Paralleling tissue flux studies, which have described the relative flux and absorption potential of peptides and amino acids, has been research conducted to characterize specific biochemical activities (ion coupling, relative substrate affinities) and the molecular identity of specific gene products (proteins) capable of absorbing peptide-bound and free amino acids (transporters). The biochemical characterization of mammalian peptide-bound (peptide) or free (amino acid) amino acid transport systems has revealed the presence of at least two H+-dependent and one H+-independent peptide transport activities, one H+-dependent amino acid transporter, and at least eight free amino acid systems in intestinal tissue (Fig. 3.2). The recent cloning and biochemical characterization of the cloned proteins responsible for these specific activities has revealed that, typically, several different proteins are capable of a biochemical 'system' activity, and that several Na+-inde-pendent activities result from the function of two separate proteins. Although the data are limited compared with that for humans and laboratory animals, the intestinal epithelia of pigs, cattle and sheep appear to express a similar complement of transport activities and specific transport proteins as observed for other species. For all species, however, relatively little is known regarding how expression and function of individual transporters are coordinated with that of other transporters to account for the quantity and relative ratio of amino acids that are absorbed across the intestinal epithelium. Ultimately, to design truly 'efficient' diets to support a desired level of animal production, knowledge regarding the intestinal luminal amino acid load must be matched with digestive and absorptive capacities for peptide-bound and free amino acids. The goal of this section is to identify and/or describe current information about peptide-bound and free amino acid transport.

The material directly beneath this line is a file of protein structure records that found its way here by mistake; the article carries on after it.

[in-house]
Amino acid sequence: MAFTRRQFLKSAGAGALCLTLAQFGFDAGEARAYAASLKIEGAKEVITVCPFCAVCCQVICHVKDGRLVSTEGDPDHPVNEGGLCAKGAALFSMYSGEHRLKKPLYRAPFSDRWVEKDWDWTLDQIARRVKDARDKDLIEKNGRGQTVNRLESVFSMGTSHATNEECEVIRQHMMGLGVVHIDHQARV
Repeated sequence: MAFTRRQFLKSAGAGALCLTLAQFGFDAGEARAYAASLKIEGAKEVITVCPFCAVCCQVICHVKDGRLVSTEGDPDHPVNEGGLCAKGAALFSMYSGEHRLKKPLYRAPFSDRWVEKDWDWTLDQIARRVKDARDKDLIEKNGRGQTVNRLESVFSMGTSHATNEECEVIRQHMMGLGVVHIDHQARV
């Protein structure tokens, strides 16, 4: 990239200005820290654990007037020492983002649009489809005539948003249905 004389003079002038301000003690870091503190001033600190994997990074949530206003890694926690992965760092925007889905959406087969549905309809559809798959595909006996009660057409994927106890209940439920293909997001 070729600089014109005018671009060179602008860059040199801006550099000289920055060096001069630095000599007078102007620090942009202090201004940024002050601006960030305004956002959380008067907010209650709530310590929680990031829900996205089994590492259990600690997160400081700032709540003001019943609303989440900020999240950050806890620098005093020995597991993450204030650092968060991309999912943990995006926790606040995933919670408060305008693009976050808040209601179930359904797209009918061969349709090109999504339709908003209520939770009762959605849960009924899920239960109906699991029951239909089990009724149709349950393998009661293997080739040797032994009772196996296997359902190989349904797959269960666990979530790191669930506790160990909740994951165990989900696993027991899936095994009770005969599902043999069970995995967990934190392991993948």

Was this article helpful?